What is a Cloud Contact Center?

The emergence of cloud technology is revolutionizing how customers, citizens, students, and patients interact with and experience companies and organizations everywhere. In fact, 91% of organizations agree customer experience (CX) is a primary differentiator. As a result, call centers are morphing into contact centers. So here, we dive into answering the question: “what is a cloud contact center?”.

We'll also touch on:

  • How cloud contact centers are different

  • Benefits and features to look out for

  • Choosing the best one for your organization

Defining a Cloud Contact Center

A cloud contact center is also known as a Contact Center as a Service (CCaaS).

Regardless of what you call it, it’s a software deployment model that enables organizations to buy only the exact cloud-based customer experience solution they need. As a Software-as-a-Service (SaaS) solution, organizations generally pay an annual or monthly subscription fee.

Cloud contact centers come in many flavors.

Some are essentially single-vendor toolkits where you build your own, while others are more comprehensive end-to-end cloud contact centers. In contrast, other cloud contact centers offer limited functionality, and may require multiple vendors to make up what would be a complete cloud contact center solution.

As far cloud deployments are concerned, organizations can choose a multi-tenant private cloud, an app hosted on third-party infrastructure, or even to deploy within their own private cloud.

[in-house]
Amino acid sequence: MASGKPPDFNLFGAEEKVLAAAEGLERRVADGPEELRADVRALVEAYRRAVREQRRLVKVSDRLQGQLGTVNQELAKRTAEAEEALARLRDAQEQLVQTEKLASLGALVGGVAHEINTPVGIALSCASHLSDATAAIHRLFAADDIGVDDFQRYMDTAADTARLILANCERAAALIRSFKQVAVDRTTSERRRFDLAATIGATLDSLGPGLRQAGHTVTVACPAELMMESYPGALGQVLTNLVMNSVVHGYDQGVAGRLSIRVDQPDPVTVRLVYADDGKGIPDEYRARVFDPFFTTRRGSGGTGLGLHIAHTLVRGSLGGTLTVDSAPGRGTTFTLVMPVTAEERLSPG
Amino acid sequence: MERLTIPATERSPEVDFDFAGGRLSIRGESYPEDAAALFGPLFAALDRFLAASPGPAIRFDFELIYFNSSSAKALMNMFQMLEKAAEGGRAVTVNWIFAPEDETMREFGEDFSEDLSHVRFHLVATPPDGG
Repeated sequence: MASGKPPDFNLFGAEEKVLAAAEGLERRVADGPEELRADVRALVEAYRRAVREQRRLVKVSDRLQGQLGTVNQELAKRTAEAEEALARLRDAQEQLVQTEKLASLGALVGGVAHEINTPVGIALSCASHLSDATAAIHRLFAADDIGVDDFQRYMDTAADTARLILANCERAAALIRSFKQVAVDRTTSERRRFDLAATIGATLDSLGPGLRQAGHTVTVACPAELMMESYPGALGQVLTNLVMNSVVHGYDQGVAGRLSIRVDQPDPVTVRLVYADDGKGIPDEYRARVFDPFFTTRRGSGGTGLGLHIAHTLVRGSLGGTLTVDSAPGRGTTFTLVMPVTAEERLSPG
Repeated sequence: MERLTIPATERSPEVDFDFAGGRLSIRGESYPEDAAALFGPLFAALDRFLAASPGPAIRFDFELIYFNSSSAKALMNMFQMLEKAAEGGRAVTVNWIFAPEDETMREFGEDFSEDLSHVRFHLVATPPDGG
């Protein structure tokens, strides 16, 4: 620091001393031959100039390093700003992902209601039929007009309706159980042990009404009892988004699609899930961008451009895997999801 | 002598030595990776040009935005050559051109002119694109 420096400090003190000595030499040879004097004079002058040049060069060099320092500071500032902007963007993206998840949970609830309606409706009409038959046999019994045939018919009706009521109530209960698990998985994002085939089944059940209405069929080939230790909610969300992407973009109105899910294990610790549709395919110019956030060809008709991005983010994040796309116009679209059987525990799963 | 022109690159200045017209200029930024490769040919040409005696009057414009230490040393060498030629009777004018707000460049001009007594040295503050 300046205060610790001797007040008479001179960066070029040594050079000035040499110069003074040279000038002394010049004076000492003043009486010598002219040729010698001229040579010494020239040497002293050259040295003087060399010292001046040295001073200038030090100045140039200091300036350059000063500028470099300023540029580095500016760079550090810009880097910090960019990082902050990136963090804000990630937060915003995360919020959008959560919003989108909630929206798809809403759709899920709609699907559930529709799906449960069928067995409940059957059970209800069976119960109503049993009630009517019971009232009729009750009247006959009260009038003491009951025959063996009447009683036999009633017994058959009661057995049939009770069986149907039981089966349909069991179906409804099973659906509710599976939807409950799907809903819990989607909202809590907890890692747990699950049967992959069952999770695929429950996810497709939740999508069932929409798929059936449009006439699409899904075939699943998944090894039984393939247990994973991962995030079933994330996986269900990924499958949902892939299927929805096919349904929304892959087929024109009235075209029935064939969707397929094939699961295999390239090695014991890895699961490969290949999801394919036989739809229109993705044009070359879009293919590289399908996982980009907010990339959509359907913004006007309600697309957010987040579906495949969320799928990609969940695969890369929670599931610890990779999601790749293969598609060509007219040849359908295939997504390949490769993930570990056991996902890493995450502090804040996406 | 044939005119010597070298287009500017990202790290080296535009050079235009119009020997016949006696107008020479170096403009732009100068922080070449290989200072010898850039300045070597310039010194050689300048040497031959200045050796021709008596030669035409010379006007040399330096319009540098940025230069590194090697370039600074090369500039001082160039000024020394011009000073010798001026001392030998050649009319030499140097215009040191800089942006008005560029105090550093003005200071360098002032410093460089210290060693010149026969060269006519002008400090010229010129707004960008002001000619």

No matter which type of cloud deployment, a cloud contact center is the nucleus of an organization’s customer experience. This technology includes all customer interactions across the range of communications channels people use today – as well as the valuable data resulting from those interactions.

This makes a great segue into the next part of the discussion: what benefits organizations can expect from using a cloud contact center.

Benefits of a Cloud Contact Center

A lot of great benefits come with cloud contact centers. Specifically,

  • Flexibility and agility

  • Scalability

  • Cost savings

  • Omnichannel customer experience

  • Employee or agent experience improvements

Now let’s delve into how organizations get these benefits.

Cloud contact centers enable new levels of flexibility and agility.

First, organizations can more easily meet shifting customer expectations for omnichannel experiences. As customers adopt new digital channels — like Instagram — it’s easy to add support for a new channel.

Second, as every contact or call center supervisor knows, there are demand spikes. For example, airlines see increased interactions during bad weather, retailers have increased traffic around the peak holiday shopping season, and utilities get more calls during outages. To handle these spikes, supervisors can make workflow changes on-the-fly in a cloud contact, and divert some interactions to machine agents.

Lastly, since cloud contact center vendors are constantly developing new functionality and new releases, organizations can always take advantage of the latest and greatest CX innovations. 

It’s easier to scale a cloud contact center.

On-prem call and contact centers have physical locations, software licenses, offices, servers, desk phones, networking hardware, computers, wires, and other physical infrastructure. So, with each new agent your growing organization adds, you have to scale all this physical infrastructure.

And in some cases, you can hit real physical limitations because sometimes there’s neither the space to add them nor the budget for more hardware.